I always believe that architect is not a matter of becoming but to be: a special phenomenon with a special mind and a great spirit where the understanding of space is integrated; therefore it’s not easy to call any swift magician with some knowledge in building technology “an architect”; and we better not call every school graduate who passed a board exam an architect—a real architect may never attend a course to become one, and on the contrary, there are many graduates of architecture schools without any notion of space, form, and architecture. I’m sure there have been many people with great understanding of architecture who passed their life in other careers: they are born architects but live other lives…

    Nobody knows what Mozart would become if growing in a farm or a far away cattle house instead of having a father who was playing violin in Vienna? what if many Mozarts died before touching a piano key?

    What could be the effects of relationships of society in art? Who is a real artist? The one who gets hired by a king for making a palace, working on a cathedral or museum or a genuine architect who never had a good contact to get the opportunity of creating a masterpiece?

    We usually admire the creation of an architect without knowing the multi elements influencing the result; on what base the job was offered to that architect and why?

    In general, today’s architects are from 3 categories:
    1- The giant worldwide famous names who monopolized the industry and get the biggest projects with no questions asked (many unknown graduates work honorably in their firms.)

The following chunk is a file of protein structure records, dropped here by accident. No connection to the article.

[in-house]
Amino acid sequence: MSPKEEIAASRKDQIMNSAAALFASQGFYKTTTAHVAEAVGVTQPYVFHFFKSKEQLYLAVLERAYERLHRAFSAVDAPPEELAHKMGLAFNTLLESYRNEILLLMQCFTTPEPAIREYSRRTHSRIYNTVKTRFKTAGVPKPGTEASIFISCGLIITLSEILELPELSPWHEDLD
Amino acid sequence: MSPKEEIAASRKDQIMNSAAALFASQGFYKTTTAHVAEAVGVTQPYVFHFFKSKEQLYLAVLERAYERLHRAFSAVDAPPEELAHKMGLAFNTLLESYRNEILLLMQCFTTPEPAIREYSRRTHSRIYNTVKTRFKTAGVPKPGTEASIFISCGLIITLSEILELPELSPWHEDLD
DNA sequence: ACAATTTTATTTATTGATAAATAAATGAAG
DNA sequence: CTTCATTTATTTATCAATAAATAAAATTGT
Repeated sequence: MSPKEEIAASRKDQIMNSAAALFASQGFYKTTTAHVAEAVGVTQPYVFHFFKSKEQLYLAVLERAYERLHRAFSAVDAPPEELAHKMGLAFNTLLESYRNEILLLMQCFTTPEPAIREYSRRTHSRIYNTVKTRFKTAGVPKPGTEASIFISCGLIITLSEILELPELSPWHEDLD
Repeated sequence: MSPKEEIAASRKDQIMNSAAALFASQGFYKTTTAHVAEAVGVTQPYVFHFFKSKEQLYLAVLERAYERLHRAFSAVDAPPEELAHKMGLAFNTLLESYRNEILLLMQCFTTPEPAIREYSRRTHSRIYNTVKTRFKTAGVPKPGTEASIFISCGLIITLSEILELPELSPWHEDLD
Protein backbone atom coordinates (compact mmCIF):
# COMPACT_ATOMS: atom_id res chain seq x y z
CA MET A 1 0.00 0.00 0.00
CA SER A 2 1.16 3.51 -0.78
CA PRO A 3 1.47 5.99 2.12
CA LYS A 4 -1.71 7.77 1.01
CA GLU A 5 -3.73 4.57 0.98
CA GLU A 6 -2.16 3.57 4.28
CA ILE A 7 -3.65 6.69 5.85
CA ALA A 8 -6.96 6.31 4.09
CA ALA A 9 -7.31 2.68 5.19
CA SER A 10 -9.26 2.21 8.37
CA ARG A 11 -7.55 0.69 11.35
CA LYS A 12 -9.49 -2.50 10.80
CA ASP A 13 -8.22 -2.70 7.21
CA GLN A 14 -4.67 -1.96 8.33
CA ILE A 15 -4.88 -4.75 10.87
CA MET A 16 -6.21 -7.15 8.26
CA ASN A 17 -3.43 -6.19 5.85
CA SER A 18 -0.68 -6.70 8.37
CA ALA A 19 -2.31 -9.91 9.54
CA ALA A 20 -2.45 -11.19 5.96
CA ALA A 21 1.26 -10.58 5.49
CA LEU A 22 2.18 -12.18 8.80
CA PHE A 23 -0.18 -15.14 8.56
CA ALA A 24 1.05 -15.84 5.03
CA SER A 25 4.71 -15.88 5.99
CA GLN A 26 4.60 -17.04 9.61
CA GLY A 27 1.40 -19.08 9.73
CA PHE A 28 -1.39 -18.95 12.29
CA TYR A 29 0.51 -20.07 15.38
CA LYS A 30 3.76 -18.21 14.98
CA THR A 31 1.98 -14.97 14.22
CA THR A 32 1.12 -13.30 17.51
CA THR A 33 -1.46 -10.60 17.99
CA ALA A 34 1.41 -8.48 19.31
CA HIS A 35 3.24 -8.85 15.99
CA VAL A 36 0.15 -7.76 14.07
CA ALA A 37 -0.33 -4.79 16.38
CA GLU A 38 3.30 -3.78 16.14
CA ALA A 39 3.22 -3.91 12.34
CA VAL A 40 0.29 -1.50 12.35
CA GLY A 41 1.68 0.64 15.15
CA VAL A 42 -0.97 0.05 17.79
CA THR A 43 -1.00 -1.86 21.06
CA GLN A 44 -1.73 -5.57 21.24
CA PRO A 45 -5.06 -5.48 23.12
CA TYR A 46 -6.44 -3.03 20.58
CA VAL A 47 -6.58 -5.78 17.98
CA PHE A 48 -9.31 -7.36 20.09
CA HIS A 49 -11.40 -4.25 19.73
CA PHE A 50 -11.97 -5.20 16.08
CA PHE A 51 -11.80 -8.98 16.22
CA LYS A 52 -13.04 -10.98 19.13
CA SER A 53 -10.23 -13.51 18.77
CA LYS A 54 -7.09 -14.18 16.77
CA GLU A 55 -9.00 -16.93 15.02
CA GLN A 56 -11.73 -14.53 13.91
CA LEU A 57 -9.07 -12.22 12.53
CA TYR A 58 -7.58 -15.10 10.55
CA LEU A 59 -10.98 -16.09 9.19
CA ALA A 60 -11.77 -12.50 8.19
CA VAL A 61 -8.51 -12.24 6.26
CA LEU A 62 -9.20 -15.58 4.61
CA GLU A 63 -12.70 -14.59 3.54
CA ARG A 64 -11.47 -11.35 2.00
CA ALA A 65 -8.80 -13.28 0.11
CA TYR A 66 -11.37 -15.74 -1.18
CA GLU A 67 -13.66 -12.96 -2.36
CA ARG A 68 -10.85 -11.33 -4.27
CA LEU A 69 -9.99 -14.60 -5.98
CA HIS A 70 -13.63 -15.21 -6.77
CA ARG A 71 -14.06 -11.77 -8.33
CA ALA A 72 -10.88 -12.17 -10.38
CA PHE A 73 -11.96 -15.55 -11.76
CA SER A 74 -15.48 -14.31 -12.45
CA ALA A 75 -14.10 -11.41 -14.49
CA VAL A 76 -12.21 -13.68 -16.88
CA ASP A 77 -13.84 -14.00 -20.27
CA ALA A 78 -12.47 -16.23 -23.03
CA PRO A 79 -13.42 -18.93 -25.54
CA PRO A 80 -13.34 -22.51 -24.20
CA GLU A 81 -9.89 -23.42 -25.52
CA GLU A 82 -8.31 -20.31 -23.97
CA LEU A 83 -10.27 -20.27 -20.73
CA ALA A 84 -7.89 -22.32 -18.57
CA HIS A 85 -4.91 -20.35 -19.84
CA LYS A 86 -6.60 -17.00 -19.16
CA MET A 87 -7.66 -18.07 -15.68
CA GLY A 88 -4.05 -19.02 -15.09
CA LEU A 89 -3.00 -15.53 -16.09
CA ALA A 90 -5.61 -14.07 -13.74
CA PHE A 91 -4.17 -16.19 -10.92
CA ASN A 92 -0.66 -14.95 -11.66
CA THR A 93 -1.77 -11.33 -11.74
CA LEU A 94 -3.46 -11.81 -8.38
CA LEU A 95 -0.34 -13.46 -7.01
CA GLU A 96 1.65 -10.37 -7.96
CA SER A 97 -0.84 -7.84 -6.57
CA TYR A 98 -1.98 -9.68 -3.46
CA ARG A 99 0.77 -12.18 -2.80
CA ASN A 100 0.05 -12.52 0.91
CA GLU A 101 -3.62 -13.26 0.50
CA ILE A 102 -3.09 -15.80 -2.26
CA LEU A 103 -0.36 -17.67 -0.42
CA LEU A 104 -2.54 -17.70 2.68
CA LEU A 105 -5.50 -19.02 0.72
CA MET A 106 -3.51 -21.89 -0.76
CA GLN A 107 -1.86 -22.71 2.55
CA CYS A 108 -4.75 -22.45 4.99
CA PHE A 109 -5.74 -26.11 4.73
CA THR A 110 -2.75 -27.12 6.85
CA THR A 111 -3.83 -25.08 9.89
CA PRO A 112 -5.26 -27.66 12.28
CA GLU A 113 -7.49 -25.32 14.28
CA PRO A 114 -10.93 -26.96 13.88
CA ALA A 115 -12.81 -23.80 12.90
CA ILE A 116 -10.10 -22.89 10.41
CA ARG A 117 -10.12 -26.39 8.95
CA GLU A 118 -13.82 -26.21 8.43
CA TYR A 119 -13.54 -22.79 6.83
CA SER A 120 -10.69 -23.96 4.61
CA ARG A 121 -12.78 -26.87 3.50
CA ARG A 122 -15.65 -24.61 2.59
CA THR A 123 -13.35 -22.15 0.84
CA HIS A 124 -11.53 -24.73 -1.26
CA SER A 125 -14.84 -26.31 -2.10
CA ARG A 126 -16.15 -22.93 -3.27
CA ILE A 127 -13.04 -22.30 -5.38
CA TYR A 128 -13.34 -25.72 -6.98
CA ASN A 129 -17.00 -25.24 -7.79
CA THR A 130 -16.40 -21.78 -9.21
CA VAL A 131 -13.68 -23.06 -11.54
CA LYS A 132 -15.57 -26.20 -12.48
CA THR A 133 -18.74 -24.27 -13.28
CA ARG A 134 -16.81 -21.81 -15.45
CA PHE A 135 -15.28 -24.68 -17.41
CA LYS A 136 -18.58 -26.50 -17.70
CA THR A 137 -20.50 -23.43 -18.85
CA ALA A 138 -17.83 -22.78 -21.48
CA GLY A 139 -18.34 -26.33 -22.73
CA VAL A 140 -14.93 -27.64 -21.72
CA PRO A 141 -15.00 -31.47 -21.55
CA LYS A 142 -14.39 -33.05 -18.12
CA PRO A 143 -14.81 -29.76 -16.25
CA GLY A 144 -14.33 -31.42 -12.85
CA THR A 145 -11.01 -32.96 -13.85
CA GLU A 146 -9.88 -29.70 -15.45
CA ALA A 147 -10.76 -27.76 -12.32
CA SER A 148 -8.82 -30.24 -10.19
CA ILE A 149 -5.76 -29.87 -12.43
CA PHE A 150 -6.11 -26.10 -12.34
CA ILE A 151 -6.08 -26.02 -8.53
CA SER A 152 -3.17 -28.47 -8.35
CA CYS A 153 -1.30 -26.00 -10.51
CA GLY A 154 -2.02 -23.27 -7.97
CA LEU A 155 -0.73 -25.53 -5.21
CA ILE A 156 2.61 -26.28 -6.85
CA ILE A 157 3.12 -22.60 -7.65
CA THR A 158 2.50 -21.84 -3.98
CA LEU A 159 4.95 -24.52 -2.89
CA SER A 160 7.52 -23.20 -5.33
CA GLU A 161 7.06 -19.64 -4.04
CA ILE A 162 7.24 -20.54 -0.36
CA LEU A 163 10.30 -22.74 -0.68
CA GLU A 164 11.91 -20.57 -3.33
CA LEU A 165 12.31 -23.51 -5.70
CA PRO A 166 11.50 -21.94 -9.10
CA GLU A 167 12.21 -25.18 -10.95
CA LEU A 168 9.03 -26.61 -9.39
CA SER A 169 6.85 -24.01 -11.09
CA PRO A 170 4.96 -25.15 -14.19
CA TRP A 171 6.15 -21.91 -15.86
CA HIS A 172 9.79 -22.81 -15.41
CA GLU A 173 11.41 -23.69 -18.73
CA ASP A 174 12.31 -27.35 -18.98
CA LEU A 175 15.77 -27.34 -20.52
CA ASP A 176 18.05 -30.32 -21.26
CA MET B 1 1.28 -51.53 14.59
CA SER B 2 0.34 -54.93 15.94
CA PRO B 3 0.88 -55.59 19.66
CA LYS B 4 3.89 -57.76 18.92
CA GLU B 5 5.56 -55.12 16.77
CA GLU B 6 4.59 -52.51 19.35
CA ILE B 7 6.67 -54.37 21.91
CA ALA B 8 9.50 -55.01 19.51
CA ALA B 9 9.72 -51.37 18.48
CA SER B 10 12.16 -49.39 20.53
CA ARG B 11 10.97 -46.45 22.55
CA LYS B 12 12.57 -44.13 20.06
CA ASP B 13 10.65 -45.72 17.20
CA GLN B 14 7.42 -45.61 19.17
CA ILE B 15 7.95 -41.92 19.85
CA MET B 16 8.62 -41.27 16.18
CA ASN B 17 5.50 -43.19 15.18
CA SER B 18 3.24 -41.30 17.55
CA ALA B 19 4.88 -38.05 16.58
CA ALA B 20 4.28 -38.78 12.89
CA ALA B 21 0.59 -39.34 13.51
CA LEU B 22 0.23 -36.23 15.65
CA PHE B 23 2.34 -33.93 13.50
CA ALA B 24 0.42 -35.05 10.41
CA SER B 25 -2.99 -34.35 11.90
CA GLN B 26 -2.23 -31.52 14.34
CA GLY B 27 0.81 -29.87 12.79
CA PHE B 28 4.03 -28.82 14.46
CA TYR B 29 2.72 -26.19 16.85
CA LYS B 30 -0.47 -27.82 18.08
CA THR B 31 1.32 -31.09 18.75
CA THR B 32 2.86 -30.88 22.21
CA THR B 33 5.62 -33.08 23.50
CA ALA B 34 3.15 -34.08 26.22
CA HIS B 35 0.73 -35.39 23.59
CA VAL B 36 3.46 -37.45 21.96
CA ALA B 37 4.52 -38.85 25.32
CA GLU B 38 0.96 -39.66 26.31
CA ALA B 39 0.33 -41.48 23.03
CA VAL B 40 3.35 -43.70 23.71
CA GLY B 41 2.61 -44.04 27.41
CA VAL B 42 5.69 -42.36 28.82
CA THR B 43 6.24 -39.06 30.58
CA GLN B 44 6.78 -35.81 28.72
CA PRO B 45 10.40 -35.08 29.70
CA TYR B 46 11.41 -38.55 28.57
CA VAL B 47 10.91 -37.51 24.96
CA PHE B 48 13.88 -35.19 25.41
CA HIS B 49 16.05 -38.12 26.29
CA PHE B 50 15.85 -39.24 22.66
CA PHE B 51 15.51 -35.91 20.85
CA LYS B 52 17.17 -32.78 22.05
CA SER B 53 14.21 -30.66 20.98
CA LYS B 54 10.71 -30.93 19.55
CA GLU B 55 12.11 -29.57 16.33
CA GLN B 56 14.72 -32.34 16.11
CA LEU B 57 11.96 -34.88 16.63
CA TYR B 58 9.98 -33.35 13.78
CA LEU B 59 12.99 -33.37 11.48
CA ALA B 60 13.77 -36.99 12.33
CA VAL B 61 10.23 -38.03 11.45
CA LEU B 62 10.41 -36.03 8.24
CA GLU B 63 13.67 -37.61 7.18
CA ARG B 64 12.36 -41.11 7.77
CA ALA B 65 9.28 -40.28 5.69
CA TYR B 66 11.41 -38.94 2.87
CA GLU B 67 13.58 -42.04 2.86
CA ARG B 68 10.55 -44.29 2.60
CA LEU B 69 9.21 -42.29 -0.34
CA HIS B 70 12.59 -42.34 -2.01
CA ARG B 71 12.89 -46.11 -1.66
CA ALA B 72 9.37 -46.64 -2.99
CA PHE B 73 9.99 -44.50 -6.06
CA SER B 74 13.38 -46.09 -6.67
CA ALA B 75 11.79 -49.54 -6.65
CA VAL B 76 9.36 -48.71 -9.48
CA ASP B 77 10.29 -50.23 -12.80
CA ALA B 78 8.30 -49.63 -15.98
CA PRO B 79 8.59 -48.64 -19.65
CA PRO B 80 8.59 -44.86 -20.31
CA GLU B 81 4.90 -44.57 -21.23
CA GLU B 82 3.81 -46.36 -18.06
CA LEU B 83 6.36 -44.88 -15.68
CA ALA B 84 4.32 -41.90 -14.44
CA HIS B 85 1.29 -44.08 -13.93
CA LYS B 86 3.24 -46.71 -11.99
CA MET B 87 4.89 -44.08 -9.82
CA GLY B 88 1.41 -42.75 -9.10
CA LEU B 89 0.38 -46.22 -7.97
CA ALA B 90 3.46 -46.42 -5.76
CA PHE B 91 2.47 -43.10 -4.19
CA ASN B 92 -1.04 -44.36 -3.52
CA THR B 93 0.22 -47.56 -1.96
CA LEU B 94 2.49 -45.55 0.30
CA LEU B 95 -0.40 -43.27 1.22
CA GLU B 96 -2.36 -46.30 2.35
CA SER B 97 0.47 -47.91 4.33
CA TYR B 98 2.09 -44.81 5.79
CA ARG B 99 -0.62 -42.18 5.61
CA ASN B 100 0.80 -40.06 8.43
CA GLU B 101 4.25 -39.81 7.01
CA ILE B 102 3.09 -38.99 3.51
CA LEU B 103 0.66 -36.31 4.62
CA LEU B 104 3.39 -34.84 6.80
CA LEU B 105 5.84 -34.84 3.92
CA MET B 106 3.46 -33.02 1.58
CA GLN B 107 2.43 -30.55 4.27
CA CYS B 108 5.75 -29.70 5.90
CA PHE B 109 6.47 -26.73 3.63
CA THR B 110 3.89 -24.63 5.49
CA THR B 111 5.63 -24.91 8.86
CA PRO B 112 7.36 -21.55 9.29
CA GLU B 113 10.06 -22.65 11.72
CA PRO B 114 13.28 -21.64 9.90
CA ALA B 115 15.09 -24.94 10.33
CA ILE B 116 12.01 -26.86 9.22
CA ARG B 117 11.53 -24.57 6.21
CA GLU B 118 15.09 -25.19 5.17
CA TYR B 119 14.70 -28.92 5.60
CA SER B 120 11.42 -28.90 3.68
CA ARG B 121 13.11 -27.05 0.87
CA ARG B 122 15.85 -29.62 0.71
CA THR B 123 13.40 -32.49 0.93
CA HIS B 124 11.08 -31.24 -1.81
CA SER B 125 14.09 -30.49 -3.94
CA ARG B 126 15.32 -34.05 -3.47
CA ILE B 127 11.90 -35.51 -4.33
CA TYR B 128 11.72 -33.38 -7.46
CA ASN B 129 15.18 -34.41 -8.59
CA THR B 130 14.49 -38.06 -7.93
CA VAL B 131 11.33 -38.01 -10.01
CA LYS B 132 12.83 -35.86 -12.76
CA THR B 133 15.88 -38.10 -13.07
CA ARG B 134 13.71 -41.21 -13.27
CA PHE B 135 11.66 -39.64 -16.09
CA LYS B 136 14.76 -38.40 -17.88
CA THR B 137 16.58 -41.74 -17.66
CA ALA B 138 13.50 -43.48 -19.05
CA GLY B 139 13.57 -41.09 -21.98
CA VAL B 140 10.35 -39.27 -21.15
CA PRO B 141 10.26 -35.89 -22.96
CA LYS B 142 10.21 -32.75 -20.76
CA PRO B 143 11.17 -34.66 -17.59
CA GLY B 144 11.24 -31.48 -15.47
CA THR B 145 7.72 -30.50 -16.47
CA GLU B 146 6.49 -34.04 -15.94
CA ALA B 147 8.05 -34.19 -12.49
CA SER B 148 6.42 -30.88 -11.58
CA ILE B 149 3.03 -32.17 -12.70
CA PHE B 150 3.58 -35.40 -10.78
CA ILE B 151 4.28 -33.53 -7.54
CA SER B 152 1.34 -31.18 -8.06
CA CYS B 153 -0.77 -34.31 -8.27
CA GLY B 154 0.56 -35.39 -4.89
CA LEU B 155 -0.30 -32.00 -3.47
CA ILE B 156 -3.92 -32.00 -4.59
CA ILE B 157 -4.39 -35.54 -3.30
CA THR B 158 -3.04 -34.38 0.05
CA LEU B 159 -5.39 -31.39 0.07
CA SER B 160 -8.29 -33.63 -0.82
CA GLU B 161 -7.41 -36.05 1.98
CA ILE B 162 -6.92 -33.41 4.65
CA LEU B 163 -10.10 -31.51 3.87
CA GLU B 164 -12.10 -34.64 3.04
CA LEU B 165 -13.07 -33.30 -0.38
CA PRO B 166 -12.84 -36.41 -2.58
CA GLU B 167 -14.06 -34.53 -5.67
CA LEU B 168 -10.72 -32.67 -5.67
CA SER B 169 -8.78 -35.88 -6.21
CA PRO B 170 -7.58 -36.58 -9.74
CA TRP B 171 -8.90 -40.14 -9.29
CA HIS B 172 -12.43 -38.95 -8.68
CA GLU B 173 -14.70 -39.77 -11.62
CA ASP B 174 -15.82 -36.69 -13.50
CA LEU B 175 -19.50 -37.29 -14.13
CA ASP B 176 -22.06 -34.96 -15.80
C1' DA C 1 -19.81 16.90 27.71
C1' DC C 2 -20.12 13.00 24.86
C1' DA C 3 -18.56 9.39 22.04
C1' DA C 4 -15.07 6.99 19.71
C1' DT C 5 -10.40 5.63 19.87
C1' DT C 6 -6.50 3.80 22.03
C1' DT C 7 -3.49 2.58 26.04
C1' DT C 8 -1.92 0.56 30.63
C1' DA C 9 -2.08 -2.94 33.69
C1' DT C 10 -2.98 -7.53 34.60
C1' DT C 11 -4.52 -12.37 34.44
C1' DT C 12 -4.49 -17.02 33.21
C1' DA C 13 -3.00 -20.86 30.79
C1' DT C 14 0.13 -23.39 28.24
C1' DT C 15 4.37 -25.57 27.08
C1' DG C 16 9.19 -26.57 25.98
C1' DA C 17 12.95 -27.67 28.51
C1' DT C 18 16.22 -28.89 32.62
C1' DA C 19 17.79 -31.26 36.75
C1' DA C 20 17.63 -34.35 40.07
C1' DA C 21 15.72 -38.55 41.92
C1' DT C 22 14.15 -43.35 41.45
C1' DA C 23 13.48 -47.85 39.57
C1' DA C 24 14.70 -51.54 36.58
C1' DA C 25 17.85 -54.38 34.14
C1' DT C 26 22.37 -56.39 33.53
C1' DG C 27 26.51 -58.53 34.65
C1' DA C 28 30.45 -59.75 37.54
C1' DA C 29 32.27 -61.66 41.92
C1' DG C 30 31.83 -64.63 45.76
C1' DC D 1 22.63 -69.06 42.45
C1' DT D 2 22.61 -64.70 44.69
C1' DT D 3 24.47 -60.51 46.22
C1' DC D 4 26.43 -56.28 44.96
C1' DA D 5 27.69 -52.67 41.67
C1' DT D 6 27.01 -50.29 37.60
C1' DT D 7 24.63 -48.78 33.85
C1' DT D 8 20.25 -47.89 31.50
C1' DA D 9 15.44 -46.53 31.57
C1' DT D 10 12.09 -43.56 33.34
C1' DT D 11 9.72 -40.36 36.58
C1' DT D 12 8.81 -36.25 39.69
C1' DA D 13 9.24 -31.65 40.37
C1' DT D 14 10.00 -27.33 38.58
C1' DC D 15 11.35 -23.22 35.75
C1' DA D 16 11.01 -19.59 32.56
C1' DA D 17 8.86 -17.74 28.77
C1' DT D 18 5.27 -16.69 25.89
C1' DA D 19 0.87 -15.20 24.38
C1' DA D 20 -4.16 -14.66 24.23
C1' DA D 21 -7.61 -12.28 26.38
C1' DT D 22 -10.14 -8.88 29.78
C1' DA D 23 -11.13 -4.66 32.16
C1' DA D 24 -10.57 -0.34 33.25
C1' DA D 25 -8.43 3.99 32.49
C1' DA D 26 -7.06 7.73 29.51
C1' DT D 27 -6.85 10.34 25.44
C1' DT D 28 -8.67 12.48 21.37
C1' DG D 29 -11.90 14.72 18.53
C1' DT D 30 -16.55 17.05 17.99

2- The small designers who hardly find a project in a good economy and have to listen to their clients’ needs, such as how madam wants her toilette to be or how the architect has to adopt a luxury kitchen in a tiny apartment.

    3- The individuals who never attend any architecture school because of poverty or lack of school in their town but with a great spirit of architecture who may never exploit it.

    When I was traveling in the North of Iran on my dissertation plan for Paris-Sorbonne University in 1976 I admired the rural architecture without architect there; the functional movements of volumes to create the dynamic aspects for life, the natural forms created by hand to respond habitat’s needs as well as cold winters— they are indeed far away from the great Persian monumental architectures (famous in the world) and there is hardly any influence of the majesty of old Persia there…but they are pleasant and absolutely magnificent in their simplicity and functionality.

    Talking about Mies van der Rohe, Le Corbusier or F.L Wright of Bauhaus and showing the attractive architecture of Neutra is nice and very educative, but can we tell, were they not able to get those projects (as Jean Nouvel, Frank Gehry,… or Richard Meier’s office get these days), what would have happened to architecture?

    Shouldn’t we think that they all (unconsciously) tried to close the door of creation to thousands of talented architects? Aren’t they a barrier to unknown design firms who do not have good business relations? Small firms who are not able to lobby or be a member of a club? The ones who are not good business persons and don’t know who to feed first, and because they are not smart speakers they can not take over an architecture school’s board of directors?

    I believe that architecture shouldn’t be summarized under the name of the giant architects, who benefit their fame, their power, etc… We better stand and pay homage to many unknown ARCHITECTS who died without being a professional architect, the ones who left their masterpieces without any protection all over the world, masterpieces with a noble spirit in parts missing in many of the “starchitects” works.

    Shaahin Espahbodi